The Court has steadily moved rulings Left since the Warren years.
    if GOP Senators attempted to filibuster Clinton’s nominee, Senate Democrats would probably nuke the filibuster for Supreme Court

    Yet further evidence of extra-terrestrial life.
    Because Southern Democrats held up Civil Rights legislation in the 1960s using the filibuster, the Senate agreed to change its historic filibuster rules, from requiring a 2/3 vote of Senators present to requiring a 60% vote of all Senators [not just those present], except for any changes to the filibuster rule, for which the old 2/3 rule remained in effect. Reid et al did not change the filibuster rule to halt Republican filibustering of BHO appointments, because Reid et al did not have the 2/3 majority of Senators present to make any such change. Reid et al simply disregarded the rules, turning the Senate into a House-like simple majoritarian institution when Democrat preferences were at stake.
    The author is welcome to visit my planet any time he or she likes.

    • Fat_Man

      Roe vs Wade was decided 7-2. there were 6 Republicans (Burger CJ, Blackmun, Brennan, Stewart, Powell, & Rehnquist) and 3 Democrats Douglas, Marshall, & White). Only Rhenquist and White dissented.

      • Frank Natoli

        Right. There was a Republican appointed “majority” on the court that decided Roe v Wade.
        And, in your judgment, was Roe v Wade yet another example of “the Court has steadily moved rulings Left since the Warren years”?

        • ricocat1

          Let us not forget that Earl Warren was also a Republican appointee.

          • Frank Natoli

            Eisenhower admitted that was one of his worst mistakes. Warren, as governor of California, was hardly a liberal loon, but once he had that appointment for life, he exhibited a very different persona.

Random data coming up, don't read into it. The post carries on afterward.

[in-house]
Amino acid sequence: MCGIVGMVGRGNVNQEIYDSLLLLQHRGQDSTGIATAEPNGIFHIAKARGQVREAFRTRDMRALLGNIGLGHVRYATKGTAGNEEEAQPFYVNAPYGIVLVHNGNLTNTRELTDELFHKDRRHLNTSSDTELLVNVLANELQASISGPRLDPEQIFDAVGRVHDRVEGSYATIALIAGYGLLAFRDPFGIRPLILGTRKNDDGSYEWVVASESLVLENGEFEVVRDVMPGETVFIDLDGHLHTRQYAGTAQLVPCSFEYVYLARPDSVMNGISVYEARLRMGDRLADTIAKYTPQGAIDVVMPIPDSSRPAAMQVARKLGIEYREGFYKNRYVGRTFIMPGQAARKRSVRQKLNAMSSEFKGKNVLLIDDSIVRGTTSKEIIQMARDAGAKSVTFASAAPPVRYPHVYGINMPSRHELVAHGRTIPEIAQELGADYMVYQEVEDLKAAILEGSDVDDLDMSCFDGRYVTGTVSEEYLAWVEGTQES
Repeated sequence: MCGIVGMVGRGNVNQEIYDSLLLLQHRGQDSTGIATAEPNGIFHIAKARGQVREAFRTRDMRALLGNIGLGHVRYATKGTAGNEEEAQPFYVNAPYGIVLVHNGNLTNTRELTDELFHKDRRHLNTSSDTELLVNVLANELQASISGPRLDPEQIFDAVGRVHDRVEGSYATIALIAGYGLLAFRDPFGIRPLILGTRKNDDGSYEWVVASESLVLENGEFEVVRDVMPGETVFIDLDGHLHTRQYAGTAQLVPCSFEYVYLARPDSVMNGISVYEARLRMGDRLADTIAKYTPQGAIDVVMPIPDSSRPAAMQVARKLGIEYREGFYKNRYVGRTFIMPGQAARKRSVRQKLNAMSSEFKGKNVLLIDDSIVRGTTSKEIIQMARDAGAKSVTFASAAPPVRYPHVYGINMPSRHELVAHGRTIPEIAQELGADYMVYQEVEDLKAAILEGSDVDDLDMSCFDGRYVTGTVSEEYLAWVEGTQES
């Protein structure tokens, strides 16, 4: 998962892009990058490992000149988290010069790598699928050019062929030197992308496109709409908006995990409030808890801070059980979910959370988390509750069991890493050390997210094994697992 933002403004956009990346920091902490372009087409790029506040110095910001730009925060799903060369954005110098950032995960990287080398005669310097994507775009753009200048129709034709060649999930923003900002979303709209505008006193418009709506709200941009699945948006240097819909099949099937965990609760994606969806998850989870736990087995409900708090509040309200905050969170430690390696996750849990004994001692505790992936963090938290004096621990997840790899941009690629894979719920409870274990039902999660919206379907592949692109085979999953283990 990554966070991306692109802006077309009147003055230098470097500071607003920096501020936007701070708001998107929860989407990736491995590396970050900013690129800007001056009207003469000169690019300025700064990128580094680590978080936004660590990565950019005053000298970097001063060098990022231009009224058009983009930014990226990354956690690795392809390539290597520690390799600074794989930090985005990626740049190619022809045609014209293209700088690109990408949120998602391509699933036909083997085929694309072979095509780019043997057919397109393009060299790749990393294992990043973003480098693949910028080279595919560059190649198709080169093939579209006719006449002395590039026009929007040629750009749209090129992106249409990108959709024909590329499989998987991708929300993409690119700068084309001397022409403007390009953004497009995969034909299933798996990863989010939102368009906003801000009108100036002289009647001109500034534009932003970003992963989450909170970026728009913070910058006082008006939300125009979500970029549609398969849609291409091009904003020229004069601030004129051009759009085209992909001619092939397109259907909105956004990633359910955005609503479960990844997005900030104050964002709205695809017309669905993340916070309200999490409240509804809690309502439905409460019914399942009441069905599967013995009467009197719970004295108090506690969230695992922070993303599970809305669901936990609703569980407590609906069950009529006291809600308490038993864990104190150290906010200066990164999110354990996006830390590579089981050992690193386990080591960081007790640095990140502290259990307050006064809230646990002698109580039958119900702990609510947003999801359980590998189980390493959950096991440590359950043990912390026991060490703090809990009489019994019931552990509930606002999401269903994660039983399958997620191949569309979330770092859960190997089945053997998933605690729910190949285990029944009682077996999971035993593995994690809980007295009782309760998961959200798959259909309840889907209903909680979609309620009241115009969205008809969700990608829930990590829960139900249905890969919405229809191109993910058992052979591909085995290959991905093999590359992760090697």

• Fat_Man

            Warren was a classic California progressive. Progressivism (a/k/a socialism) was a bi-partisan disease. Remember TR? But, there were lots of classical liberals in the Democrat Party back then too. It was Wilson, and then FDR, who made the Democrat party into a socialist institution. A series of intra-party purges starting with the late 1960s, drove all conservatives and anti-communists out of the Democrat party. The existence of a conservative movement inside the Republican party is a mere reaction.

          • Frank Natoli

            Actually, the ideological cleansing of the Democrat Party was courtesy of the man who forcibly raped Juanita Broaddrick…and got away with it. He rammed the 1994 Assault Gun Ban down the throats of the last remaining Southern Conservative Democrats in Congress, and his reward was the 1994 mid-terms, returning the House to the Republicans for the first time since 1952, and the Senate to boot. What then followed was the most conservative changes in Washington governance in living memory, including the Reagan years, all courtesy of Newt Gingrich and a Democrat President willing to compromise with an all Republican Congress, unlike the present scoundrel.